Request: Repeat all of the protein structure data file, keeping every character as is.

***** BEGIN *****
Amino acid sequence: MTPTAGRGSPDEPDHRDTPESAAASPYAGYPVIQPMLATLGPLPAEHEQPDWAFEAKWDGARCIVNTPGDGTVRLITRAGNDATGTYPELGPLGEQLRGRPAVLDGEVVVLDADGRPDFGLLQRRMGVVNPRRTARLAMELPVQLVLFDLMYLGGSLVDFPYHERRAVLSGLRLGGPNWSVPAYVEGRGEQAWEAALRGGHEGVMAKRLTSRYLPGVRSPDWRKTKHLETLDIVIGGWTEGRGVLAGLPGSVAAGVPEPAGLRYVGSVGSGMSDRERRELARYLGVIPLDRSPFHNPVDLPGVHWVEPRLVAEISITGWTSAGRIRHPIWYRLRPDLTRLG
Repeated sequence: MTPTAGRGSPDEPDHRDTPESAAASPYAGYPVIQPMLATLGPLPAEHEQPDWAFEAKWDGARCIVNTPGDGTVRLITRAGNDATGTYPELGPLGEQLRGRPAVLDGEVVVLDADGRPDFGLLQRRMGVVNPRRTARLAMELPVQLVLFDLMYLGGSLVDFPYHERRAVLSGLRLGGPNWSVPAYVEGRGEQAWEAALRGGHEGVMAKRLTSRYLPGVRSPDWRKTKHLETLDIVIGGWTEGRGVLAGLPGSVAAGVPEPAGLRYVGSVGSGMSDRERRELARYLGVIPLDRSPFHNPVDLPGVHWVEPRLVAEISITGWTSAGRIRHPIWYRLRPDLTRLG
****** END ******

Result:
Amino acid sequence: MTPTAGRGSPDEPDHRDTPESAAASPYAGYPVIQPMLATLGPLPAEHEQPDWAFEAKWDGARCIVNTPGDGTVRLITRAGNDATGTYPELGPLGEQLRGRPAVLDGEVVVLDADGRPDFGLLQRRMGVVNPRRTARLAMELPVQLVLFDLMYLGGSLVDFPYHERRAVLSGLRLGGPNWSVPAYVEGRGEQAWEAALRGGHEGVMAKRLTSRYLPGVRSPDWRKTKHLETLDIVIGGWTEGRGVLAGLPGSVAAGVPEPAGLRYVGSVGSGMSDRERRELARYLGVIPLDRSPFHNPVDLPGVHWVEPRLVAEISITGWTSAGRIRHPIWYRLRPDLTRLG
Repeated sequence: MTPTAGRGSPDEPDHRDTPESAAASPYAGYPVIQPMLATLGPLPAEHEQPDWAFEAKWDGARCIVNTPGDGTVRLITRAGNDATGTYPELGPLGEQLRGRPAVLDGEVVVLDADGRPDFGLLQRRMGVVNPRRTARLAMELPVQLVLFDLMYLGGSLVDFPYHERRAVLSGLRLGGPNWSVPAYVEGRGEQAWEAALRGGHEGVMAKRLTSRYLPGVRSPDWRKTKHLETLDIVIGGWTEGRGVLAGLPGSVAAGVPEPAGLRYVGSVGSGMSDRERRELARYLGVIPLDRSPFHNPVDLPGVHWVEPRLVAEISITGWTSAGRIRHPIWYRLRPDLTRLG